Q. Ever since my closest friend in the office blew the whistle, my supervisor has been coming down hard on me. Am I protected against retaliation for someone else's whistleblowing activity?
Posted On: May 03, 2016
A. Federal employees would be far less inclined to blow the whistle if an agency could get away with retaliating against them by punishing someone close to them. That is why "[a]n individual who is the victim of reprisal because of protected disclosures made by a third party, e.g., a friend or relative, is protected by the Whistleblower Protection Act of 1989 (WPA)," the Merit Systems Protection Board said in Richard Di Pompo v. Department of Veterans Affairs (1994).

Di Pompo involved an appellant who claimed the agency falsely denied having any vacant orthotist/prosthetist positions for which he was qualified as retaliation for his brother's prior Equal Employment Opportunity (EEO) activity and the whistleblowing activities of his father. The father had sent letters to the U.S. Attorney General's Office and Office of the Inspector General claiming several agency officials had engaged in wrongdoing. The Board remanded this case so that an MSPB judge could determine whether the appellant's father was an actual whistleblower.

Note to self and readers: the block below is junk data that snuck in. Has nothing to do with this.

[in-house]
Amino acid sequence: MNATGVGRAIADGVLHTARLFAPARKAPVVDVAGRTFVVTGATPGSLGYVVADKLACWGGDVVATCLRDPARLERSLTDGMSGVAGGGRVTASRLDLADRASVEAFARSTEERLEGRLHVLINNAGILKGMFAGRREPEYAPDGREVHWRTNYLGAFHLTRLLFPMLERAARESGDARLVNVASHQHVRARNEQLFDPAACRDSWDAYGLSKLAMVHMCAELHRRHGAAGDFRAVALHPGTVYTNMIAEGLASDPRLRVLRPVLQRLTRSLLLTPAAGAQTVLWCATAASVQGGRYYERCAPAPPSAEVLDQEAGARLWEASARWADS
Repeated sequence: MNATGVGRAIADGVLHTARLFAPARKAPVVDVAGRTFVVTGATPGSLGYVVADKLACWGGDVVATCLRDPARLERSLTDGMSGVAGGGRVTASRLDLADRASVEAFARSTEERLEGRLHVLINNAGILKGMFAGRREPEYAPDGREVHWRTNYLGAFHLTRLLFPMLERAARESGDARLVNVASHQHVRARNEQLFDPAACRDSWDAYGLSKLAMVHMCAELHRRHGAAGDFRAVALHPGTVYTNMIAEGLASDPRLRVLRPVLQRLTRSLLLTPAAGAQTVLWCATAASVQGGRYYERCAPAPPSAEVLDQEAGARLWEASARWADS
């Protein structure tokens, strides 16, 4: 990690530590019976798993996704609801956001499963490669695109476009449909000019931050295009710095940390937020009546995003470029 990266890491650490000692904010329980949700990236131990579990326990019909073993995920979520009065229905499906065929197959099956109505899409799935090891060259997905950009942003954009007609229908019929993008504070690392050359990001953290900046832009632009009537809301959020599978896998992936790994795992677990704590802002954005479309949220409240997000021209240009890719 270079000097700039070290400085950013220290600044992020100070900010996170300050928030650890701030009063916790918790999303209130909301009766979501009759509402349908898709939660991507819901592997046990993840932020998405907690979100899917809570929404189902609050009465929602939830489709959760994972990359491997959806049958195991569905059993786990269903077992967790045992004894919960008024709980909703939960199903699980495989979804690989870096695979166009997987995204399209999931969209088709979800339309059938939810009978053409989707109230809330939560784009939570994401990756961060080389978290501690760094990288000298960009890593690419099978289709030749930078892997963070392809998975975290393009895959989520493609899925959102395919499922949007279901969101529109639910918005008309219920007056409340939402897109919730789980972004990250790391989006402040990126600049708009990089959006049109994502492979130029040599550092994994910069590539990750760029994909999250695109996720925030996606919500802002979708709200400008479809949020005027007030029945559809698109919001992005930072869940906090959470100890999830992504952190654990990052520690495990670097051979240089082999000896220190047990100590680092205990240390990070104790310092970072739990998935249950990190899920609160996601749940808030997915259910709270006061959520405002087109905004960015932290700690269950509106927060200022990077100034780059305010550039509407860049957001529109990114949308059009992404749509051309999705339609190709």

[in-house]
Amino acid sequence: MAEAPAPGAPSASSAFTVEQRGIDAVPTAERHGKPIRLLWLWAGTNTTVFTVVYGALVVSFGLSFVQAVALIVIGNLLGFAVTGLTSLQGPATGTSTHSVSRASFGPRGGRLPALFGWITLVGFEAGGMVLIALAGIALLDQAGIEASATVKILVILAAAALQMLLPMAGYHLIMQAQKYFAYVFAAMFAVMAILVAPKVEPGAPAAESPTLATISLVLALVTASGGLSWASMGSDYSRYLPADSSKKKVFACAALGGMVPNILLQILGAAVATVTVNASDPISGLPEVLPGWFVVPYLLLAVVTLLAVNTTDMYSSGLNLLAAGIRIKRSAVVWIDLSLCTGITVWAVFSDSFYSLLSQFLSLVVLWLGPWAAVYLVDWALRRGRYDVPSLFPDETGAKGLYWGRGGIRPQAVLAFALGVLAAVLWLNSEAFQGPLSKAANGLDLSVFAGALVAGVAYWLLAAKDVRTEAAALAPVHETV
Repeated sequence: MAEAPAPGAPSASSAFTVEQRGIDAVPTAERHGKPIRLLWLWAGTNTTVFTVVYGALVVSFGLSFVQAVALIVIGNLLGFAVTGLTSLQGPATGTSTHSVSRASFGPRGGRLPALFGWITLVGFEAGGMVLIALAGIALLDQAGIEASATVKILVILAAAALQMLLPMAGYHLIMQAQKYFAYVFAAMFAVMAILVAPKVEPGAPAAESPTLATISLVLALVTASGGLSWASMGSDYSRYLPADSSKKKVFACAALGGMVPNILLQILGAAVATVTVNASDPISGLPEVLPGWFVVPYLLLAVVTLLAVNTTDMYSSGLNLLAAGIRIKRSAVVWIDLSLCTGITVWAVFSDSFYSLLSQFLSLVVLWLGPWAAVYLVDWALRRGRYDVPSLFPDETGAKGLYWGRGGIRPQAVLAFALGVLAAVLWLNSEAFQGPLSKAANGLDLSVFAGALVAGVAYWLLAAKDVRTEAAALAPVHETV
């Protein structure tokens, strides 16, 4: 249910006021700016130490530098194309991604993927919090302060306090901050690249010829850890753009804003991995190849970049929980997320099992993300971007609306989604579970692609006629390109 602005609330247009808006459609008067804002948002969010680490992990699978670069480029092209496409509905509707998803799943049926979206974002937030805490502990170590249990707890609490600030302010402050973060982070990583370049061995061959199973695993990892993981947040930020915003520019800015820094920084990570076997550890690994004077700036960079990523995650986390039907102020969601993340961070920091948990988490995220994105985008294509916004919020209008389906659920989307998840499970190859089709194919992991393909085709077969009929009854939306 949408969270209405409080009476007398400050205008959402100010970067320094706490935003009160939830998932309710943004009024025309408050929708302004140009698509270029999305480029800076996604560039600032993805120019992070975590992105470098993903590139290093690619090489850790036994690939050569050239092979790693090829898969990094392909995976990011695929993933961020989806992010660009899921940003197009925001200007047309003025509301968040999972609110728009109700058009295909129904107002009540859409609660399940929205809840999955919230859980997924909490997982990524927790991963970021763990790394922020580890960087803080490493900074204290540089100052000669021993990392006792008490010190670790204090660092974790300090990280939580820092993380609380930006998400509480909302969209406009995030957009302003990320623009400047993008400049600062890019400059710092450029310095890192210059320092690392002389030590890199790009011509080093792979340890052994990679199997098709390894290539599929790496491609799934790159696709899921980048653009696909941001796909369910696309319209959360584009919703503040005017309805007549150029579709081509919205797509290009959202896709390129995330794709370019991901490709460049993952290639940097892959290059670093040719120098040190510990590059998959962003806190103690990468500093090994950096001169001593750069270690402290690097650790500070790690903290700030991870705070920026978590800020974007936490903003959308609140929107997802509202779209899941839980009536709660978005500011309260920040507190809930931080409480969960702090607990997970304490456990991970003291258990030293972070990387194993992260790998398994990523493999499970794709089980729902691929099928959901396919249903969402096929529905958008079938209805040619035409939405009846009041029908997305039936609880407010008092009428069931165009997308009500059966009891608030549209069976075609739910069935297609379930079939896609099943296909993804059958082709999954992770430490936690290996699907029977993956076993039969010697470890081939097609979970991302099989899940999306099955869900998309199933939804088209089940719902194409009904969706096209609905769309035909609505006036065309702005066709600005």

As Di Pompo illustrated, it is crucial to show the third party made a protected disclosure under the WPA. For a disclosure to be protected, it must be made to an appropriate party, including the Office of Special Counsel or an inspector general's office or, under the new Whistleblower Protection Enhancement Act of 2012, a supervisor or any other who may have participated in the wrongdoing being disclosed. Further, the disclosure must concern a reasonably believed or actual violation of law, rule or regulation; a gross mismanagement or waste of funds; abuse of authority; or a "substantial and specific danger to public health or safety."

In Kevin R. Downing v. Department of Labor (2004), the appellant claimed the agency terminated his appointment in an economist position in retaliation for his whistleblowing activities. These activities included, among other things, his service as a liaison to employees in a New Jersey office who similarly sent letters to members of Congress and the staffs requesting they intervene in the planned closing of a New York City office. The Board pointed out that the appellant provided "no specifics on this point that would allow us to conclude that the group of employees was itself made up of whistleblowers," making the Board conclude that he did not deserve the "associational" whistleblower protection described in Di Pompo.

Federal employees who believe they have been subjected to reprisal for their whistleblowing activities or those of someone with whom they are associated should consult with an experienced federal employment law attorney.

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